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dawn of the tomato

CSA, week 1, otherwise know as week zero, otherwise known as…

Winter turns into summer. At least that’s what it seems like here at Eckerton Hill Farm.  The three short weeks have passed so quickly since the end of our winter CSA, and we’ve traded the nagging cold weather for something a little balmier, something resembling spring.
photo-34The farm is now in full plant production mode, the greenhouse nursery filled with basils, tomatoes, peppers, chiles, all of the plants that indicate the coming summer, that warn of the coming onslaught of tomato harvest. Our early harvest tomato plants are in the greenhouses: 200 feet of heirlooms nestled under Agribon fabric,  a white silky billowing caccoon that just goes on and on. And on. Trellesed from the ceiling, they’ll quickly make their ascent to the tippy top, pumping out their delctable fruit the entire time.
And just last week the first of outdoor tomato plants were put into the ground at our Virginville farm, transforming a lazy field into something quite different in the span of one long Sunday afternoon. In total, well over ten thousand plants have been put in the ground, by hand, but that’s really just the beginning of the vanguard of the tomato army, which is the bread and butter of  Eckerton Hill Farm.
The change in weather has been good for foraging. We’ve seen watercress along local stream beds, fiddle head ferns and feral garlic just next to our spring-fed pond. At least three different species of the Lamiaceae family, wooly mint, chocolate mint, and cat mint can be found just outside our doorstep, as well as chives, baby lambs quarters, and some gorgeous dandelion, still tender, and not too bitter. Ramps are doing well for those lucky enough to know a spot. Mushroom houses are either slowing down or switching varieties, but in the local woods there’s talk of morels.  It seems like every day, something new pops up and something old goes out.  Some, like the fiddlehead, go so quick, that if you blink you’ll miss them entirely.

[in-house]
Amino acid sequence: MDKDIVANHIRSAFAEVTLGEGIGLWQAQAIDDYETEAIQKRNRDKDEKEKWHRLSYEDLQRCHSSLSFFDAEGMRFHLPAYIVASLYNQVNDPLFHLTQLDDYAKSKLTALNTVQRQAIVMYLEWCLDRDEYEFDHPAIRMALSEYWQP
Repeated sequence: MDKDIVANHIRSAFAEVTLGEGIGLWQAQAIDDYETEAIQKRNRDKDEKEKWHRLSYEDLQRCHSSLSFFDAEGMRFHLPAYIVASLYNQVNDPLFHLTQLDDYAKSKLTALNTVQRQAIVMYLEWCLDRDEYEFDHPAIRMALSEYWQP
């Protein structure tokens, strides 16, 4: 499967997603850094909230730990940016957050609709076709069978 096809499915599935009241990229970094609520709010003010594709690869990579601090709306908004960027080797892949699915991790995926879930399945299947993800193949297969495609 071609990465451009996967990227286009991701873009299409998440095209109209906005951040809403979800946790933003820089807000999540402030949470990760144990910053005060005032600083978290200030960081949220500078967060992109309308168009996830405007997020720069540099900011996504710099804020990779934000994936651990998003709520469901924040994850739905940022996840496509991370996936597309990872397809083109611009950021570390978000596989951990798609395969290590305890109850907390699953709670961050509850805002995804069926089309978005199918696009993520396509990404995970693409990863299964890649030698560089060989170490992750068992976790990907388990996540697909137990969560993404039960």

The meals that we’ve shared on the farm are reflections of the season, and they’ve hit the spot as of late. Monday dinners have beena way for us to come together as a farm and enjoy the fruits of our labor, and our affinity to the farm’s in-season crops often leads to surprising delights. Our first post-winter-CSA week was such a day. There wasn’t much produce left save for some mesclun and radishes (of course!), but the slowing production at Oley Valley Mushrooms meant for us a nice big box of royal trumpets that weren’t quite show quality, but that were just right for dinner. OK, so we have mushrooms, now what? Hmmmm… oh I know, mushroom burgers… and a nice big green salad… hey, are those fiddlehead ferns ready to pick? The ones next to the green garlic? Boil, then saute the ferns up with garlic and butter, maybe a little mint, and you have the perfect side dish to accompany a heaping pile of trumpets, pan roasted with mirin and soy on a hard roll that’s been slathered with chili garlic mayo and topped with pickled peppers. And of course a couple cold ones. And then, as you’ll discover in our latest published recipe, there’s spring vegetable risotto….
Thanks for all of you who signed up for Summer CSA, investing your money and faith in local produce. Thanks to our winter people that renewed their vows with us, and to those that didn’t, perhaps supporting another farmer through the hot summer, we hope to see you next winter. Take care, and enjoy the weather.

– Chef Mario


1 thought on “dawn of the tomato

  1. Thanks Chef!
    Can almost smell the radishes, lovely report. Missing y’all and my market days…

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